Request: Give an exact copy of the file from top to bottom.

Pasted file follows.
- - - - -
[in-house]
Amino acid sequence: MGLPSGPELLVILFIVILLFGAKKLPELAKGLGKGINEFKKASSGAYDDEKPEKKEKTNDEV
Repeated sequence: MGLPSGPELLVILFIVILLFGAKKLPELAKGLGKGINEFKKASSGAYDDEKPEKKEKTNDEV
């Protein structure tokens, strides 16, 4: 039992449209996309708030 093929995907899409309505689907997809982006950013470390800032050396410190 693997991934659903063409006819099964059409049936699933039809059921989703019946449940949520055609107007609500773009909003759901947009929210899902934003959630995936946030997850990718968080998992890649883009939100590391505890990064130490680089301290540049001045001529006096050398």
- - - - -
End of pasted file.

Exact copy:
[in-house]
Amino acid sequence: MGLPSGPELLVILFIVILLFGAKKLPELAKGLGKGINEFKKASSGAYDDEKPEKKEKTNDEV
Repeated sequence: MGLPSGPELLVILFIVILLFGAKKLPELAKGLGKGINEFKKASSGAYDDEKPEKKEKTNDEV
């Protein structure tokens, strides 16, 4: 039992449209996309708030 093929995907899409309505689907997809982006950013470390800032050396410190 693997991934659903063409006819099964059409049936699933039809059921989703019946449940949520055609107007609500773009909003759901947009929210899902934003959630995936946030997850990718968080998992890649883009939100590391505890990064130490680089301290540049001045001529006096050398």